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Material: Wood, pigment, iron nails
Location: Sir Thomas More Building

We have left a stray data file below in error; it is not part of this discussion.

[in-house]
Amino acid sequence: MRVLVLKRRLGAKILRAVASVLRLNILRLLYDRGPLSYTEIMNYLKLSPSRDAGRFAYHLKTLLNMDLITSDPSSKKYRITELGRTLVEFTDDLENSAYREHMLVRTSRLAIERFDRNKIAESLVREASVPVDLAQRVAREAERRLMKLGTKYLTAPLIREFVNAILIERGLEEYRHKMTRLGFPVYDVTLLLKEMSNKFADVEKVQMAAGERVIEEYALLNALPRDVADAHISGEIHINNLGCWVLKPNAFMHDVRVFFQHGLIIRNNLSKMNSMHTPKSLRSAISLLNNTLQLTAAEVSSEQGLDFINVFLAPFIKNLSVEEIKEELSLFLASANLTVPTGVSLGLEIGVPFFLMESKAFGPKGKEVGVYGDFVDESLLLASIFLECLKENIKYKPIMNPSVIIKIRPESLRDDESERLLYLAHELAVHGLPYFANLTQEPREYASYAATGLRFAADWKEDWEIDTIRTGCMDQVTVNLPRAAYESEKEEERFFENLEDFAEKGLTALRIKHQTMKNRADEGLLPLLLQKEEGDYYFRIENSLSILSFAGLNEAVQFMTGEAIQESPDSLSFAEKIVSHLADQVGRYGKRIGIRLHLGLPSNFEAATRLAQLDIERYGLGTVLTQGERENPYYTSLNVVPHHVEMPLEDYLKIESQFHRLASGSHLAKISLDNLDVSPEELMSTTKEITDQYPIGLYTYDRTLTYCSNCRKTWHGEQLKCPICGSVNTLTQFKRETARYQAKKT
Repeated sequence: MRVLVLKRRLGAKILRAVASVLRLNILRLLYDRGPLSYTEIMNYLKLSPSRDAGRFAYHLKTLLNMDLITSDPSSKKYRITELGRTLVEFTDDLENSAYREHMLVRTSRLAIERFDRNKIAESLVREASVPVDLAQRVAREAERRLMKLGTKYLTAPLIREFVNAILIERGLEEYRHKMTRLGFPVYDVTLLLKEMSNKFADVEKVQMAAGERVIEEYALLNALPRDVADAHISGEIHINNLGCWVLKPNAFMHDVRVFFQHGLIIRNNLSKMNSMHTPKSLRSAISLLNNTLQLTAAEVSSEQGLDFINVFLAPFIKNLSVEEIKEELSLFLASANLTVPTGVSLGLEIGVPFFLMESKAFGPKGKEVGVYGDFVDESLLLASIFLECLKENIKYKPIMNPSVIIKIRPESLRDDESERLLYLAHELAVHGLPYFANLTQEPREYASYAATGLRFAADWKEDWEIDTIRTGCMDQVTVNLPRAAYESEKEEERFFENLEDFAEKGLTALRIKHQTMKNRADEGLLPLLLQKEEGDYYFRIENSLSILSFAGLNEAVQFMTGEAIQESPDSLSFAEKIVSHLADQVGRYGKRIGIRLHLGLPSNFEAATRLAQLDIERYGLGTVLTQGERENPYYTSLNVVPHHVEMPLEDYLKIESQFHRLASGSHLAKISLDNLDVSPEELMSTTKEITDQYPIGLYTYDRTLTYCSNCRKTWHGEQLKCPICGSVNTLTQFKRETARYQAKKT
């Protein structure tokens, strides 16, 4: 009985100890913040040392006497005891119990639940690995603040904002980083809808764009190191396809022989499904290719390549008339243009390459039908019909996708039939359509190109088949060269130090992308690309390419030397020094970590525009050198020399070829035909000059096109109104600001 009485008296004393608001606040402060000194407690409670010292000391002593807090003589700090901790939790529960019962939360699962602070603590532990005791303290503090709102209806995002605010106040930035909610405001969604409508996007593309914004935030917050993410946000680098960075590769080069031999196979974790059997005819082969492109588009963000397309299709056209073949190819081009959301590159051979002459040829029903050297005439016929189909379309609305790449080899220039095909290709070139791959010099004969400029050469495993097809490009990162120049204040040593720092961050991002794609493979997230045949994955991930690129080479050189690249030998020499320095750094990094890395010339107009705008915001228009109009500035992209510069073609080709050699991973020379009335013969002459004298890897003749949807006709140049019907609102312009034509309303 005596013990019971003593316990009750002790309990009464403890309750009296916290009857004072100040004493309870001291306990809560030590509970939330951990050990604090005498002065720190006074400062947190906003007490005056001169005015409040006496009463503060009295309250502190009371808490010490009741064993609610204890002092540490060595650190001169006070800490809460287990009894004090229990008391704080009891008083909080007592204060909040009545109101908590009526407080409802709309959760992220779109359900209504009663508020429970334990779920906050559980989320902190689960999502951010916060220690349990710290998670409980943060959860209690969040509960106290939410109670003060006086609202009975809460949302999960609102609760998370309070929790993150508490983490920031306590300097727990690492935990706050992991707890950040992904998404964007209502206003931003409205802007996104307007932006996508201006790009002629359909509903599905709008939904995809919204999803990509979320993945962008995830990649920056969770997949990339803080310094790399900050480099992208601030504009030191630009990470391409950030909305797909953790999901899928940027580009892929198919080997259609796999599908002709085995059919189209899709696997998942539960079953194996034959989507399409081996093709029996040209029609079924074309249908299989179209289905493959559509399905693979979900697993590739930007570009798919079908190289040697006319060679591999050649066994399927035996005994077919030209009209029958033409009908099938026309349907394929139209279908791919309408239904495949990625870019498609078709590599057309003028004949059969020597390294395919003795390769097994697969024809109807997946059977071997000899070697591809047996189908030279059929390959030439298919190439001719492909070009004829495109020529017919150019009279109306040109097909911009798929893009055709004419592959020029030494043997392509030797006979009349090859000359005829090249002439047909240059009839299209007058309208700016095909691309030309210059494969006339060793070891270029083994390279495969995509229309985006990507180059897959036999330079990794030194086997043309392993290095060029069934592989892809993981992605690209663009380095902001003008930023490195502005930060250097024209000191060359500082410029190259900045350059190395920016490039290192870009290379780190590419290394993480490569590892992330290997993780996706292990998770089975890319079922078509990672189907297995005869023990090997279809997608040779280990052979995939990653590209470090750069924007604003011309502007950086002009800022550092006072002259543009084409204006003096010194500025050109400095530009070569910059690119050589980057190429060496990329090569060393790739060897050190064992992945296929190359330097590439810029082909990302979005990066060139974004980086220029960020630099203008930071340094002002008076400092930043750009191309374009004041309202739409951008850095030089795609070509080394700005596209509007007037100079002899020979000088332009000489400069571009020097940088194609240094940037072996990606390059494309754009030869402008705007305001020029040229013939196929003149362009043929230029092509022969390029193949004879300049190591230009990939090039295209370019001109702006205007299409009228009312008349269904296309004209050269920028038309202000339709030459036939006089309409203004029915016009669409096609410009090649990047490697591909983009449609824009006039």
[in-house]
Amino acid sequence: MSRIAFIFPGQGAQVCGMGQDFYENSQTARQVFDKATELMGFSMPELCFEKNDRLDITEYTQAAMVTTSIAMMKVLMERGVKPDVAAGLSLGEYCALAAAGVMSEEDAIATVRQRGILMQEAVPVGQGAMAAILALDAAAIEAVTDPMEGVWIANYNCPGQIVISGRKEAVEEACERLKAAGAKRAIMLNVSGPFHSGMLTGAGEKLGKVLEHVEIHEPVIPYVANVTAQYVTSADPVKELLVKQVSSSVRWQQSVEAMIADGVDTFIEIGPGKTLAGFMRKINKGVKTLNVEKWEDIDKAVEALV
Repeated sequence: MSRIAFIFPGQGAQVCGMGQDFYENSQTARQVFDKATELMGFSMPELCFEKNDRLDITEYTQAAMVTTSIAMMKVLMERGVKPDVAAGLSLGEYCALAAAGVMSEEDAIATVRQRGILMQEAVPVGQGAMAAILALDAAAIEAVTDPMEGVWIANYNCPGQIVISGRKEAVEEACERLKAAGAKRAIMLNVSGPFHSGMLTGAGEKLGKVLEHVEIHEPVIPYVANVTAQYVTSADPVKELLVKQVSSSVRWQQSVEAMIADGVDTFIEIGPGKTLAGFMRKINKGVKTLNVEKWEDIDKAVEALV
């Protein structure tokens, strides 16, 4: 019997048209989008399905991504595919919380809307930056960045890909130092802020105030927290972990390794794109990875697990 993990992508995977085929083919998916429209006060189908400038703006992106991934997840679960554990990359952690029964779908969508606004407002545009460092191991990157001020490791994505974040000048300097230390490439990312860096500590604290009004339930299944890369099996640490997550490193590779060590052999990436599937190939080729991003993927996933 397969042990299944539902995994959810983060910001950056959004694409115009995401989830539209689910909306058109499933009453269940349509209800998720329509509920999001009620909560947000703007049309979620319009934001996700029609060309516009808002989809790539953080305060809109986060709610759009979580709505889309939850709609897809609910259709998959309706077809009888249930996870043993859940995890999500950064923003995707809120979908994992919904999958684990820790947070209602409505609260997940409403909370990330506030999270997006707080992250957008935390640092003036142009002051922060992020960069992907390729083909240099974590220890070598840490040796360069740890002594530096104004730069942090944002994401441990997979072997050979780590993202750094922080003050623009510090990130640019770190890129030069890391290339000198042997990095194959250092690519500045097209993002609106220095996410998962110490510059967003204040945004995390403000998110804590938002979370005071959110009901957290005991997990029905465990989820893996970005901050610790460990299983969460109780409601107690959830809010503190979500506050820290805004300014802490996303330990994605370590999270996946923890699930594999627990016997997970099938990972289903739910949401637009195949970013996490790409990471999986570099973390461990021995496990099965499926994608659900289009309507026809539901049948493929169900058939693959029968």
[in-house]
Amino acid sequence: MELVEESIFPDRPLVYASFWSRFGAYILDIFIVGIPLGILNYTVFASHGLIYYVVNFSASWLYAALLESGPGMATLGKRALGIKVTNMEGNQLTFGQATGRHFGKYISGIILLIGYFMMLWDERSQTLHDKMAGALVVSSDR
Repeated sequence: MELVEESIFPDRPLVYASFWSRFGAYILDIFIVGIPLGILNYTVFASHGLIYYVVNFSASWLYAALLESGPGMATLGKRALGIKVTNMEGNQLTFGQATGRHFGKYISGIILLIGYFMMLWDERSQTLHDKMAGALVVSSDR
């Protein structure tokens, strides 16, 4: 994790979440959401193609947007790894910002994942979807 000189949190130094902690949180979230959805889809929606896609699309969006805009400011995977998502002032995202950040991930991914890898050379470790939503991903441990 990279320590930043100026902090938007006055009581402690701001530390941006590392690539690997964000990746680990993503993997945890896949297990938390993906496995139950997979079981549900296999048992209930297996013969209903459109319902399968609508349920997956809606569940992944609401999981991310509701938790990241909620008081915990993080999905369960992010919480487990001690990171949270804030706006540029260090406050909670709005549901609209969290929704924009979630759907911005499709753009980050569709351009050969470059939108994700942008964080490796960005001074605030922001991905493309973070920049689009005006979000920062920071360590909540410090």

These immense, plank-like masks from Bondoukou Region of Ghana and Ivory Coast come in male and female pairs. Masks with a large disc represent females. They were danced almost nightly during the Nafana lunar month for the Festival Zourau at the close of the harvesting season, corresponding to our December, when such masks visited every home in the villages absorbing evil, misfortune and negativity. The mask is worn over the face with holes for eyes and mouth with the super- structure mammoth costume of raffia. The form represents a mythical buffalo-like animal and is one of the largest masks in Africa. Mask performances encouraged good social values, community harmony, health, fertility good crops. African art like the Bedu mask had a great impact on the so-called “modern” artists of Europe, and are very harmonious with ultra modern décor.